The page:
What Does an Accompanist Do?

Accompanists—who typically play instruments like piano, organ, or guitar—are professional musicians who make a living by supporting, collaborating with, and sometimes also educating vocalists, choirs, dancers, theater performers, and other artists. Accompanists go by many different titles depending on the specifics of their profession or employment: church musicians and church music directors, for example, may accompany the church choir as pianists or organists; television show band members accompany guest performers and sketch segments; collaborative pianists perform with vocalists and soloists; and repetiteurs accompany and teach opera singers and dancers in a rehearsal environment.

Opportunities abound for accompanists, ranging from tiny theater troupes and local choirs to major ballet and opera companies.

The work of an accompanist is nuanced and demanding, requiring them to respond nimbly and sensitively to performance elements such as tempo, phrasing, and interpretation, often while collaborating with a singer for the first time and sometimes in high-pressure settings like competitions and auditions. In addition, many accompanists double as teachers or educators, and must be capable of teaching and monitoring a student's performance while playing. As part of their job, staff accompanists often perform administrative tasks such as compiling and organizing requests from students.

Accompanist at a Glance

Career Path

Professional musicians who accompany as part of their work are spread across a number of different industries. Those who specialize purely in accompanying others, however, are most common in the fields of music, dance, and theater education. Most accompanists begin as freelancers, finding work through personal connections, networking, and job postings. Once an accompanist has achieved a certain level of expertise and prominence, he or she might be eligible for full-time, salaried positions with an arts organization or university. An accompanist might go on to a career as a music teacher or music director.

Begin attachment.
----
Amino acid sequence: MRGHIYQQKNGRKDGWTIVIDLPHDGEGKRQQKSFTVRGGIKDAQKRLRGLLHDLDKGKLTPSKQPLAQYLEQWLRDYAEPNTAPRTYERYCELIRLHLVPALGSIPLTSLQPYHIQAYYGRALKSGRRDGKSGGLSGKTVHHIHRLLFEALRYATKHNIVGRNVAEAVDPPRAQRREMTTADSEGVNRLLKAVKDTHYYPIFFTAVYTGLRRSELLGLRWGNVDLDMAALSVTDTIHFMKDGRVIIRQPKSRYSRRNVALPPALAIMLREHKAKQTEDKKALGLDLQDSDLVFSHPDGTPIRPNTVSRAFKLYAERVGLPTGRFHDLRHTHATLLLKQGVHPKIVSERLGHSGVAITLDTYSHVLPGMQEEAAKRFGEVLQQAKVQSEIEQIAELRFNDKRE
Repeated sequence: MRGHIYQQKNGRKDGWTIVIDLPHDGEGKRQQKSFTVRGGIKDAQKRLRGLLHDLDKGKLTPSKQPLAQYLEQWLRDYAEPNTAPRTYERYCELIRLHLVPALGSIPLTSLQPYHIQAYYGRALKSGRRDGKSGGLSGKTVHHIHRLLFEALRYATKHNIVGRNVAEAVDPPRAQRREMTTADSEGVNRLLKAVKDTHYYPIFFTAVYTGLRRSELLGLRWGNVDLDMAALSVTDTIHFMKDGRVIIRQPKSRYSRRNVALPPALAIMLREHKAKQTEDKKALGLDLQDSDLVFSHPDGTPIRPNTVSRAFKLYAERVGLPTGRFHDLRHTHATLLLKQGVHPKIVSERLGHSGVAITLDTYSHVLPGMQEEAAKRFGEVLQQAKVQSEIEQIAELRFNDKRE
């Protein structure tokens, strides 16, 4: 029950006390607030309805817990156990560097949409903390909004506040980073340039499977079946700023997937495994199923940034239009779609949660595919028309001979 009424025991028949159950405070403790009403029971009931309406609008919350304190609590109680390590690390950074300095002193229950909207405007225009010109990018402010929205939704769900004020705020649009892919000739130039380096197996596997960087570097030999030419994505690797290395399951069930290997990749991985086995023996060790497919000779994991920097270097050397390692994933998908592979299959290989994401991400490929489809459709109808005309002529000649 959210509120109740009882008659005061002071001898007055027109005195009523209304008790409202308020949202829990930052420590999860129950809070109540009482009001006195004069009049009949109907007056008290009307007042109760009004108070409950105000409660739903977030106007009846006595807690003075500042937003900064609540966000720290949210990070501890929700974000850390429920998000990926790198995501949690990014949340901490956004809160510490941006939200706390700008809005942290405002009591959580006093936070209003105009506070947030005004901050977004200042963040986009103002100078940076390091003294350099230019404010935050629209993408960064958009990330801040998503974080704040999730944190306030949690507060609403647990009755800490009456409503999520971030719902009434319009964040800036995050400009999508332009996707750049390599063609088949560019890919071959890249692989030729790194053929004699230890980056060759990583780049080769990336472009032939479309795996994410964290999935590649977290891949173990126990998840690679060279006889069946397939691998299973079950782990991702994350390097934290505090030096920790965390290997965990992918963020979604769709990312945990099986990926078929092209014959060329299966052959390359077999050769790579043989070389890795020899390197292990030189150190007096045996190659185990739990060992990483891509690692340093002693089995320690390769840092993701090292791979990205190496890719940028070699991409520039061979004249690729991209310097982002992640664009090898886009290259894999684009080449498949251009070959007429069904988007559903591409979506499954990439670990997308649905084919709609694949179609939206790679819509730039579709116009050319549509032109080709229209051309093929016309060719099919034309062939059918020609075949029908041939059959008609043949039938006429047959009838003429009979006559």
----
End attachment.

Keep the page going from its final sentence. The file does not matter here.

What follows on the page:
Finding Work

Opportunities abound for accompanists, ranging from tiny theater troupes and local choirs to major ballet and opera companies. Most are freelancers who work for a combination of regular and one-off clients, including choirs, K-12 schools, universities, conservatories, dance companies, and theater companies. In addition to assisting in public performance and rehearsal, they might also accompany students and musicians in auditions, juries, exams, and competitions. As for any independent contractor, networking is key to finding work.

Others, generally more seasoned or accomplished players, are hired as full-time staff by conservatories, arts companies, and universities.

Professional Skills
  • Sight-reading
  • Broad musical repertoire and knowledge
  • Collaboration (rehearsed and on-the-spot)
  • Great ears for musical nuance (tempo, phrasing, tone, etc.)
  • Teaching
  • Networking
  • Punctuality
Interpersonal Skills

Accompanists are highly skilled instrumentalists with a deep interest in collaboration and education. The job requires immense adaptability and comfort with the unpredictability of live performance. In addition, accompanists must possess the ability to work together with almost anyone, and to take direction quickly and quietly.

Work Life

Most accompanists work on a different schedule every week, although those with full-time positions at conservatories might have more consistency. Rehearsals and performances are often scheduled at night and on weekends.